Featured Voice: Nathan Rosin on his Path to Recovery from Testicular Cancer
On January 10th, 2019 – just 11 days before my 23rd birthday – I was diagnosed with testicular cancer.
I had started feeling intense stomach discomfort a few months earlier, so I set up an appointment with a gastroenterologist, who examined me and ordered abdomen scans that all came back clear. However, the doctor advised that I make an appointment with a lung specialist, as he had observed the shadow of some nodules on my lungs. He said that lung nodules are relatively common, oftentimes coming about from a bad cold or infection, so there was no immediate need to be worried. Nevertheless, I scheduled a follow-up consult with a pulmonologist, which led to more scans, and eventually a biopsy. Then, I received a call one afternoon that January, as I sat at home studying for a financial services licensing exam I was supposed to be taking the next day.
It is difficult to describe exactly what I felt when I heard the words “testicular cancer” from my lung doctor, who made the effort to deliver the news to me via phone from his home, where he was on paternity leave having just welcomed a days-old newborn child. I’m not sure one can ever be fully prepared to hear a cancer diagnosis – let alone when you’ve only just graduated from college and started life in the “real world.” And to hear that there was testicular cancer in my lungs of all places – it just didn’t add up. I felt a mix of disbelief and fear, but also an immediate conviction to learn more and figure it out.
Following an afternoon of anguish and tears and phone calls with loved ones, I did my best to push past my fear and turn it into something more positive: curiosity and resolve. I was determined to learn all there was to know about my condition so I could orient myself towards the path to recovery. The following afternoon, my parents and sister (who had arrived in from Boston); my cousin (a pediatric surgeon who had traveled from Pennsylvania); my girlfriend (now fiancée!), and I went to see Dr. Emerson Lim and Dr. James McKiernan at Columbia University Irving Medical Center.
We were all sitting in the waiting room on the 9th floor of the Herbert Irving Pavilion (HIP) when Dr. McKiernan and Dr. Lim emerged from the hallway with encouraging smiles and wide arms. After a two-plus hour consult on a Friday afternoon, I walked out of the hospital with a calm and confident smile on my face. Only Dr. McKiernan and Dr. Lim could work their magic like they did, putting this cancer patient and his family completely at ease, keeping us positive and comfortable with warmth and laughter. We left their offices incredibly well-informed and confident that I would beat this.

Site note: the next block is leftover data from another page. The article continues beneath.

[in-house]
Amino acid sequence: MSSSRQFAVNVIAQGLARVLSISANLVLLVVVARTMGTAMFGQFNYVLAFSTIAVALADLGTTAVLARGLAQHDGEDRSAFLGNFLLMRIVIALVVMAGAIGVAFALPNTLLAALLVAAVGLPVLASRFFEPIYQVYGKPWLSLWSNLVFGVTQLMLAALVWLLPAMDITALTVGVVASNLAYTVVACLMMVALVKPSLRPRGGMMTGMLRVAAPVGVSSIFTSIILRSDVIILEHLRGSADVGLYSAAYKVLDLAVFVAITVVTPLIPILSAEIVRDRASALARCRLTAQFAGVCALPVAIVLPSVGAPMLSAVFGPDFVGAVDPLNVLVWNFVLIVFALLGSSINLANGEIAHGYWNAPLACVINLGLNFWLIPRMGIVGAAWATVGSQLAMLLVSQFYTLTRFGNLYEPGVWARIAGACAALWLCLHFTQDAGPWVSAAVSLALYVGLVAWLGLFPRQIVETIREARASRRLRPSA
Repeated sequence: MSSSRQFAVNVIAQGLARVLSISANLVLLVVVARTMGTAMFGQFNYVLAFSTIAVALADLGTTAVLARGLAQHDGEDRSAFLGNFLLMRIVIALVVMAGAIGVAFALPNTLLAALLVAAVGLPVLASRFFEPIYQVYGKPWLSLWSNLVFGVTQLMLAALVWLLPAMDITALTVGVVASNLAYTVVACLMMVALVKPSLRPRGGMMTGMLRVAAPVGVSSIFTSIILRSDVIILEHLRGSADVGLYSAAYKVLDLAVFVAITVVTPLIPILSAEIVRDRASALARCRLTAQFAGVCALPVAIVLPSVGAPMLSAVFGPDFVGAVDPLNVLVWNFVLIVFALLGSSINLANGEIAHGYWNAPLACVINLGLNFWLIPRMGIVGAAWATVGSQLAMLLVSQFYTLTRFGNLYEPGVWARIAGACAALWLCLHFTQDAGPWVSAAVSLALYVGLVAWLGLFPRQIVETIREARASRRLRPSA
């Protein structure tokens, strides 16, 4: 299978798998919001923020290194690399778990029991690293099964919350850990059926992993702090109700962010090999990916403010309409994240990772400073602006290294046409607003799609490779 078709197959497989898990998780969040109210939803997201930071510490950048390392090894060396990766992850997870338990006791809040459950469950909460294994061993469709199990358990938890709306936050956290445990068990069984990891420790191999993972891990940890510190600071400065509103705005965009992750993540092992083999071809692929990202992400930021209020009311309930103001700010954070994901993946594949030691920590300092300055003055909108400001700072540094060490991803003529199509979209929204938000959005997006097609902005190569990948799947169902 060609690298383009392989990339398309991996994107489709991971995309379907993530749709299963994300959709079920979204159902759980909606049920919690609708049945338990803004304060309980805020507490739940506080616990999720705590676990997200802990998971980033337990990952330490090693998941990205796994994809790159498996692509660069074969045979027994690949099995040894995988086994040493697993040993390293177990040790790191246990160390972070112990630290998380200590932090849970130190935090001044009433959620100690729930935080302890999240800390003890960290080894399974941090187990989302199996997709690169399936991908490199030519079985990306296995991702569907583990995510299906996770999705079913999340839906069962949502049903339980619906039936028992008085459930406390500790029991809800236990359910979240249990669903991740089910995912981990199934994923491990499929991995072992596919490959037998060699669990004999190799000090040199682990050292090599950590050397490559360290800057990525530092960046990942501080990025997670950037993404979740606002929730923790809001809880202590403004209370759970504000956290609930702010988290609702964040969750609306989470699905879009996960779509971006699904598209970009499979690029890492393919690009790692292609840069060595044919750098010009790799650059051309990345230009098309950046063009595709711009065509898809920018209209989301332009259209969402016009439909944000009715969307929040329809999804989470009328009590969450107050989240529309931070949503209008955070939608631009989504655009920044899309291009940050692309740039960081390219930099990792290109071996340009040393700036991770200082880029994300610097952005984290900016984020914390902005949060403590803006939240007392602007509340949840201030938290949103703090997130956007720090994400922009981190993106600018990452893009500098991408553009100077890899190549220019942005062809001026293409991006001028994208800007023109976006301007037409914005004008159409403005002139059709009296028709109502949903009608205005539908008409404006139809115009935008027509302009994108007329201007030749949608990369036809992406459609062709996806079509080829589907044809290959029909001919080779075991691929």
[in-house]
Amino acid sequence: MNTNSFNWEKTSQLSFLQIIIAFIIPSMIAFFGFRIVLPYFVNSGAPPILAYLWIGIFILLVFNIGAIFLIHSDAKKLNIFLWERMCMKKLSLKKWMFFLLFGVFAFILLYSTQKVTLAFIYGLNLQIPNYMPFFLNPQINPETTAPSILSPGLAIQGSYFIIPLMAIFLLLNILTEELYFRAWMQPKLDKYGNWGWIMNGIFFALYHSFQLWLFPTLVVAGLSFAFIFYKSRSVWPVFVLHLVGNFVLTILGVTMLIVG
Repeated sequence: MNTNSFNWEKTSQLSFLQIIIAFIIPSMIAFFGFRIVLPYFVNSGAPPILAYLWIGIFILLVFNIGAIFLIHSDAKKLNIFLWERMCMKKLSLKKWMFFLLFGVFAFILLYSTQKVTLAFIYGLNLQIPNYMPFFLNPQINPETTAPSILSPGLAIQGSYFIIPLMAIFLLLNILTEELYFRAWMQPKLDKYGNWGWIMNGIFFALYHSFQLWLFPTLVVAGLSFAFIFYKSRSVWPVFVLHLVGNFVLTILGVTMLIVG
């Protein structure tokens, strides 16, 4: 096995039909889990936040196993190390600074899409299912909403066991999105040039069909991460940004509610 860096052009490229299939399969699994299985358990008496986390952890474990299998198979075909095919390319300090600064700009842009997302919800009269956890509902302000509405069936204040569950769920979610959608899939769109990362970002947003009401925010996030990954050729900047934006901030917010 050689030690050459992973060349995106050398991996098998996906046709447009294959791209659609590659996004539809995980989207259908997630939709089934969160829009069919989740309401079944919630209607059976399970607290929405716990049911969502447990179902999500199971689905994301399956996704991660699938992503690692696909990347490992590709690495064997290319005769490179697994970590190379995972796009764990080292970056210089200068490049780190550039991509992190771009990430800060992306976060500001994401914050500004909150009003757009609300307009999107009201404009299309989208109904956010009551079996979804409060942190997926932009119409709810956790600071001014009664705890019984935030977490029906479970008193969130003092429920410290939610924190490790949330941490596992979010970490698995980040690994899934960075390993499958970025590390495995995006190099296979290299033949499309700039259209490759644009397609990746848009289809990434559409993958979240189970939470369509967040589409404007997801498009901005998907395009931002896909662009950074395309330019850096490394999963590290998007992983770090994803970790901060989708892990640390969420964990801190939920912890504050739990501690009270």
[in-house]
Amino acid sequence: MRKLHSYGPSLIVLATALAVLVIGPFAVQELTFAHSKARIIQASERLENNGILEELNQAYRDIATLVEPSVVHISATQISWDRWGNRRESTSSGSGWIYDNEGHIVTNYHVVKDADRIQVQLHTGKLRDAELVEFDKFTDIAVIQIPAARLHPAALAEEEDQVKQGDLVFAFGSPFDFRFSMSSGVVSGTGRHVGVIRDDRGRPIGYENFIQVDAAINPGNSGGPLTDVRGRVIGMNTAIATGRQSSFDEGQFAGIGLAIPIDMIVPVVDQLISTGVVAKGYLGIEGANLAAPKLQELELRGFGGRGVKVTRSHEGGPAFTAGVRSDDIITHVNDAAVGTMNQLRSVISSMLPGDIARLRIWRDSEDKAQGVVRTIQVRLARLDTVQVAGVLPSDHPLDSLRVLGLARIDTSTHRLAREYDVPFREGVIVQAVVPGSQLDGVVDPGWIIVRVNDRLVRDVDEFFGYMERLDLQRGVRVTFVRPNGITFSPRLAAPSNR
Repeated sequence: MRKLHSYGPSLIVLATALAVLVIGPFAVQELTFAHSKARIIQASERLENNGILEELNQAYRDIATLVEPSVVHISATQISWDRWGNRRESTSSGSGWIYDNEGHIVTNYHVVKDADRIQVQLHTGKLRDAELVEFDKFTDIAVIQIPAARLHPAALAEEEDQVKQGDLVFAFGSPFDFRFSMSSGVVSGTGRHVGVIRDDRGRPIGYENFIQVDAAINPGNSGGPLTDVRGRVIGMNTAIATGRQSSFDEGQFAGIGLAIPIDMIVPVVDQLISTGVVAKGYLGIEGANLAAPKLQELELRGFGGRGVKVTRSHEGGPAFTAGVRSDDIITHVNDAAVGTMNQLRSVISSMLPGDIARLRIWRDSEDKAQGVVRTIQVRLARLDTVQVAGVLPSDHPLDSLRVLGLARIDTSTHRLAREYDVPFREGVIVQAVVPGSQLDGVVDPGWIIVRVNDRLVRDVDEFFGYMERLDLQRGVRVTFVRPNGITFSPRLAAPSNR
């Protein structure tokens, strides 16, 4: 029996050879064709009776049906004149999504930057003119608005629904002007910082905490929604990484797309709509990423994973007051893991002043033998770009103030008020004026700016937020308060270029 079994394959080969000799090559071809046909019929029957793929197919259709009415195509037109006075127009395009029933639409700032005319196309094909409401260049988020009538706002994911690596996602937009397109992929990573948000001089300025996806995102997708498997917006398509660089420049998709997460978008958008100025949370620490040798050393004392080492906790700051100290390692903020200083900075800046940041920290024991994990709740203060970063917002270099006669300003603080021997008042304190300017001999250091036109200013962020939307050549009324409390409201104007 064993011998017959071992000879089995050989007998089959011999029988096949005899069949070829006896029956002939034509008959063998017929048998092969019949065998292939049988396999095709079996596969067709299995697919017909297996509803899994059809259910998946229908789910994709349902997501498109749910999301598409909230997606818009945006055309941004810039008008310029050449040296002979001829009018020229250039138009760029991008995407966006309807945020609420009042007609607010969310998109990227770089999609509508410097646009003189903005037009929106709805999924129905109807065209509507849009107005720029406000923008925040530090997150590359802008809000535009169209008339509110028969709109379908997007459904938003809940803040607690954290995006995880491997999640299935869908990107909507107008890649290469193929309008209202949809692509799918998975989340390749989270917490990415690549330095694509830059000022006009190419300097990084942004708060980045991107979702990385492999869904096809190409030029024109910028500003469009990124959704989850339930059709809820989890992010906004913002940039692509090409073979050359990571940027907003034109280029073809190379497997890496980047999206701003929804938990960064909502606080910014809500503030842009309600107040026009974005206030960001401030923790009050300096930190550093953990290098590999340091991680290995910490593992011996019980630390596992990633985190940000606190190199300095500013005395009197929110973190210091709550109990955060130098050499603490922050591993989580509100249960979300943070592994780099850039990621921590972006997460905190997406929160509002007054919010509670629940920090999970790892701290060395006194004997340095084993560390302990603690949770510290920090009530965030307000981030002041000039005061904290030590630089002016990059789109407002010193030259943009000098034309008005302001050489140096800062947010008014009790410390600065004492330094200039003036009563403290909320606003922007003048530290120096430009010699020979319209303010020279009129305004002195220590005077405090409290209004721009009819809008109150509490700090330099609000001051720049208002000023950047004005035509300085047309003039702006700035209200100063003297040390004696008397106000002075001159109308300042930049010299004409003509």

We got a second opinion from another incredible doctor elsewhere, but decided to proceed with treatment at Columbia because every time we set foot there, we felt immediately at home. While the following months of treatment were difficult, and at times, painful, the nurses at the 14th-floor infusion center and the frequent check-ins with doctors helped me get through. We joked about the slow elevators in HIP and the confusing mazes to get from one building to another at the medical center. Nurse Jen sang me soothing lullabies during my treatments when they were especially hard. I remember the endless stream of patients I saw struggling were always met with an equally endless supply of unconditional love and care.
I’m lucky to have had a good prognosis and an incredible team of friends, family, and medical professionals by my side, whose endless love and support carried me through even the hardest days. On July 23rd I emerged from my follow-up appointments in smiles and tears with encouraging scans and a positive outlook. While we’re still regularly monitoring my status, I’m back to living the way I love to – out and about, full of energy, and with a newfound, infinite appreciation for the research and people that saved my life.
While I felt too weak to do much more than eat and sleep during my treatment, I’m now strong enough to say thank you to the doctors, nurses, and other staff at CUIMC in a way I had wanted to for a long time – by cycling in last year’s Velocity Ride to raise money and awareness for those still fighting cancer. I’ve found the best way to deal with what I went through has been to turn it into something positive, sharing my story to inspire people to support others like me who are still struggling, and the incredible institution that takes care of us. For those who are still fighting, I would say this – a combination of confidence in yourself and love from those around you can work magical medical wonders, just as much as any chemotherapy or surgery can.
HICCC Featured Voices gives our patients, members, and supporters an opportunity to share their personal stories—living with cancer, surviving cancer, researching cancer, and aiming to end cancer. If you have a story to share and want to be included as a featured voice, please email the HICCC Communications team at firstname.lastname@example.org.